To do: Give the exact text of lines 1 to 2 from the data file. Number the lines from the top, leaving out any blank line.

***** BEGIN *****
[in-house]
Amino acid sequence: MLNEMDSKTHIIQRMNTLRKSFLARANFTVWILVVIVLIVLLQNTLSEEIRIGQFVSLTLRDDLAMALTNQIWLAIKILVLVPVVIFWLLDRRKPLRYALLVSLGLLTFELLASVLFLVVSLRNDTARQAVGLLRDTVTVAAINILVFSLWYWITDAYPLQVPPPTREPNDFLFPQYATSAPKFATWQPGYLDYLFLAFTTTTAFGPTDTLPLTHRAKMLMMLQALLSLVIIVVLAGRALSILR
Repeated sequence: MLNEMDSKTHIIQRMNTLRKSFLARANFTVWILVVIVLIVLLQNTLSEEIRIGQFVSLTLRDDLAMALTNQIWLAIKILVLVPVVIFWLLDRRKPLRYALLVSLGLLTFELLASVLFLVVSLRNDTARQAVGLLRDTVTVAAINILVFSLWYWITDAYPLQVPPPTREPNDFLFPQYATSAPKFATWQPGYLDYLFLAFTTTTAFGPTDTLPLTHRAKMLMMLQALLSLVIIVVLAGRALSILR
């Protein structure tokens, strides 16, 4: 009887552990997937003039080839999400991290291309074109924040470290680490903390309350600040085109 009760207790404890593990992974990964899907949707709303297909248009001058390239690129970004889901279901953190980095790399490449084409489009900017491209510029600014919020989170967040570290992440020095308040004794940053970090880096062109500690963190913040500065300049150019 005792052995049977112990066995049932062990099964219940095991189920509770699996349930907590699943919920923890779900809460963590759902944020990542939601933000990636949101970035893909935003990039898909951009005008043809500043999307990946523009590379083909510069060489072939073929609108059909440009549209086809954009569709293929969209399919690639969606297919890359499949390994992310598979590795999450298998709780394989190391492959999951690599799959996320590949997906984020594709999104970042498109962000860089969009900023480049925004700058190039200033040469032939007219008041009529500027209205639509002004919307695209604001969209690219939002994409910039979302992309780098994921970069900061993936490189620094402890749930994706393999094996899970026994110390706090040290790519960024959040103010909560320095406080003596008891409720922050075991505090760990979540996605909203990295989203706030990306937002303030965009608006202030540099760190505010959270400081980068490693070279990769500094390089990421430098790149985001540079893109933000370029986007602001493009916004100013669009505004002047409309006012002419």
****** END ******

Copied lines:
[in-house]
Amino acid sequence: MLNEMDSKTHIIQRMNTLRKSFLARANFTVWILVVIVLIVLLQNTLSEEIRIGQFVSLTLRDDLAMALTNQIWLAIKILVLVPVVIFWLLDRRKPLRYALLVSLGLLTFELLASVLFLVVSLRNDTARQAVGLLRDTVTVAAINILVFSLWYWITDAYPLQVPPPTREPNDFLFPQYATSAPKFATWQPGYLDYLFLAFTTTTAFGPTDTLPLTHRAKMLMMLQALLSLVIIVVLAGRALSILR